Ninja mode

 Vickie and Lee struggle with the rings at Pontlands Park, Chelmsford.

Vickie and Lee struggle with the rings at Pontlands Park, Chelmsford.

When it's time to get married the only direction I give my couples is to ignore me during the ceremony. I don't care if I faint, fall, or spontaneously combust, pretend I'm not there. Please give your attention to each other, the officials on the day and enjoy the moment.
During the ceremony, I do my best to be discreet and go unnoticed. To do this I find out about any photographic restrictions, I avoid using flash, and I engage full ninja mode. I must do pretty well, after the ceremony at a recent wedding one of the registrars asked who the official photographer was  "It's me, the guy with the camera standing next to you" ;).
Restrictions will vary from registrar to registrar; everyone has different views, and that's cool. Sometimes I meet someone very strict, and I'm only allowed to take photos at certain moments, but that's never been an issue for me. 
Introducing myself before the ceremony, to say hello, and to find out about any restrictions goes a long way. When I meet a strict registrar I charm them as quickly as I can ;) and ask a few questions. I usually find they may have had a bad experience with a previous photographer. Once I assure them I'm not going to use flash or be a nuisance everything usually's okay, and they forget I'm there.

Formals on your wedding day

 The bride (Gemma) and her nan, looking happy and very proud. 

The bride (Gemma) and her nan, looking happy and very proud. 

As a documentary wedding photographer, I'm not looking to take over your day or stage photos; my approach is to allow your day to unfold as you've planned, or may not have planned. I like to keep my influence to a minimum, but I'm also aware of how important formals can be to some families. I do photograph group shots, but only the ones that are important to my couples. Before your wedding day, I'll ask you to send me over a list of group shots that you require, some couples want a few, and some don't want any. Either way, I'm happy. This photo was taken in Waltham Abbey church and features the lovely bride with her nan.

Mother and Son

 Mother and son moment, Redbridge Register Office.

Mother and son moment, Redbridge Register Office.

I've known Aqeel for a few years, we initially met on Twitter but the first time we met in person was on the day of his wedding. It was kind of weird but in a good way. I honestly felt as if I'd known him for a lot longer, as a real person and not just an avatar on the Internet. So it's a bit of a shame and a regret for me that I never met up with Aqeel before. I think we could have had fun collaborating on projects, learning about each others craft (Aqeel is a talented video & film director), or maybe just messing around with drones and stuff. The messing around with drones and stuff is the more likely ;)

The essential images or 'must haves' to capture at a wedding for me aren't the usual first kiss shot or a picture of the wedding rings or any other expected shot. The important images for me are the in-between moments, the natural displays of affection, the fleeting moments.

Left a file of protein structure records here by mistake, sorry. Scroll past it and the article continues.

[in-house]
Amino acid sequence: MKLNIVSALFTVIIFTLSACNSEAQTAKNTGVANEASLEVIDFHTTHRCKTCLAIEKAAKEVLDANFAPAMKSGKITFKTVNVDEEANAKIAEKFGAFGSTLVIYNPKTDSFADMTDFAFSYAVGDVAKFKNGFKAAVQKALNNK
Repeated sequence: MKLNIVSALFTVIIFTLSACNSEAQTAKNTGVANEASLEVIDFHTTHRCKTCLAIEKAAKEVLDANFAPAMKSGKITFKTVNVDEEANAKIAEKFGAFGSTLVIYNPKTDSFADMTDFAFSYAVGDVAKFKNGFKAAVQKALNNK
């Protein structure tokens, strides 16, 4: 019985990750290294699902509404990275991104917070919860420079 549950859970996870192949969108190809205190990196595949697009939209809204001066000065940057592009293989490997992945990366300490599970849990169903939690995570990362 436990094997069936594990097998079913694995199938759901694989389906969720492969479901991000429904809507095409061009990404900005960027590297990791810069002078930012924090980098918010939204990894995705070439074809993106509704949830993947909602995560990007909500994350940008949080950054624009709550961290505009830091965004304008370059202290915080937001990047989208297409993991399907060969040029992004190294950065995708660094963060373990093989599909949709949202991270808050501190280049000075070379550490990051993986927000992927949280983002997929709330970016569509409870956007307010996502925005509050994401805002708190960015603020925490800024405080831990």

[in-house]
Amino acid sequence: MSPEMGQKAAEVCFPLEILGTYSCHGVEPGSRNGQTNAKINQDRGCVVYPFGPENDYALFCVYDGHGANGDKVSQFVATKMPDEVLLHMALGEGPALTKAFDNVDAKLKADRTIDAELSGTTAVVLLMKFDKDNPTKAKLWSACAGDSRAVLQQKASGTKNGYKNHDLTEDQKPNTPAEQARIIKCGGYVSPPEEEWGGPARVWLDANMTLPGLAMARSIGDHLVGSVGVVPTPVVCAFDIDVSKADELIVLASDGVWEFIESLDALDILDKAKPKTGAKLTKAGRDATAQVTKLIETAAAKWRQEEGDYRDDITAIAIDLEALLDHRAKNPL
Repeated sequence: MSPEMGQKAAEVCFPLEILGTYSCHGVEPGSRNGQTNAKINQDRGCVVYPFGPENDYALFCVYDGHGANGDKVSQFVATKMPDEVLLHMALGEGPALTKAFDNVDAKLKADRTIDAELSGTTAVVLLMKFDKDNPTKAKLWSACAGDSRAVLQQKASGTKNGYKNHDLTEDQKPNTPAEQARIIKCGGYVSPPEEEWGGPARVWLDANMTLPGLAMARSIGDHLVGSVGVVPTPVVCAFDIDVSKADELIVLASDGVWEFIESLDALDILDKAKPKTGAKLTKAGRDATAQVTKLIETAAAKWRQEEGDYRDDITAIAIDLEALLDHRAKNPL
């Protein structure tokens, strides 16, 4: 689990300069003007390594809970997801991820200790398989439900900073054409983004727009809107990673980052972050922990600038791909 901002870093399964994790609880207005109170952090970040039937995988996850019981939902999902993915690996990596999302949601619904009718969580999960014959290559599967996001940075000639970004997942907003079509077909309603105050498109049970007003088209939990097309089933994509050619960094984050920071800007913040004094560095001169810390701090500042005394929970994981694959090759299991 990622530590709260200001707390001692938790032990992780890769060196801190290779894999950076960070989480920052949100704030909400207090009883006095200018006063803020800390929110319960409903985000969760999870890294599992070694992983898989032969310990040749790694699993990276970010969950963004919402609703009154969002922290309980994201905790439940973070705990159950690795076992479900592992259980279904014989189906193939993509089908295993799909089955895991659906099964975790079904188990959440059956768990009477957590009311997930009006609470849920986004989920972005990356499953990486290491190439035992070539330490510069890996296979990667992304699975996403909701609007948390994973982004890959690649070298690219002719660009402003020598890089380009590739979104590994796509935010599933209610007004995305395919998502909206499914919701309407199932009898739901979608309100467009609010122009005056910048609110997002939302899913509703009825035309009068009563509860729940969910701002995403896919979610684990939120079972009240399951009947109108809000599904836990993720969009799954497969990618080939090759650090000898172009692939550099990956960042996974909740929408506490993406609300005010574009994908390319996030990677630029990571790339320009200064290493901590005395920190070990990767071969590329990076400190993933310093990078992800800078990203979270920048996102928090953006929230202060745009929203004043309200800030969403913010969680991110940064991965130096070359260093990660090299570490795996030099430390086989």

This image was taken shortly after the I do's. As the guests began greeting the happy couple, I kept my eye on Aqeel's mum and positioned myself ready to capture any embrace that would happen. I was almost sure this was going to be a moment to capture, as I knew how close they are and how proud mum was of her son on the day. So when I tell my couples I don't have any 'must haves' to capture, I actually do, they are just different and more important to me than the usual wedding day images.

I bet you look good on the dance floor

 The groomsmen, fresh after necking shots.

The groomsmen, fresh after necking shots.

I'm not blessed with any great rhythm, so the dance floor is not my usual hangout when at a party. If I am on the dance floor, I feel far more comfortable with a camera in hand, and I can go into my little invisible world and concentrate on documenting others having a great time. Here the fellas have had plenty to drink by now and are fresh from necking shots at the bar. What I love about this image is the contrast in expressions, especially the guy looking a little worse for wear. 

When shooting people and especially weddings, I prefer to use a wide-angle lens which means I have to get up close to fill the frame. What this does is help create an immersive image, one that you can feel part of. This same look and feel can't be achieved using a big zoom lens and shooting from a distance. Getting amongst it and being involved is a must. By this stage of the day, everyone is so used to having me around I can be up close and go unnoticed at the same time.  This approach will enable me to create and capture images that are more about the feelings of the day and not just pretty pictures. For me, that's the most important part of documenting, capturing how a moment felt.

Mother and Daughter

 Mother & Daughter in the bridal suite at The Fennes, Braintree. 

Mother & Daughter in the bridal suite at The Fennes, Braintree. 

The calm before the storm, also known as bridal prep time! I love the time I spend with the bridal party on the morning of a wedding. It's an excellent chance to get to know people close to the bride and for those to get used to having me hanging around. Not everyone wants photography during this part of the day, but most of my brides do, so if it's not for you, then it's not a problem. I love this image of Emma and her mum. This image was captured mid-morning during my time with the bridal party. Emma was pretty much ready, minus the dress and shoes, and she was looking fantastic. Her mum was like every other mum on the morning of her daughter's wedding, happy, emotional and immensely proud. A beautiful moment.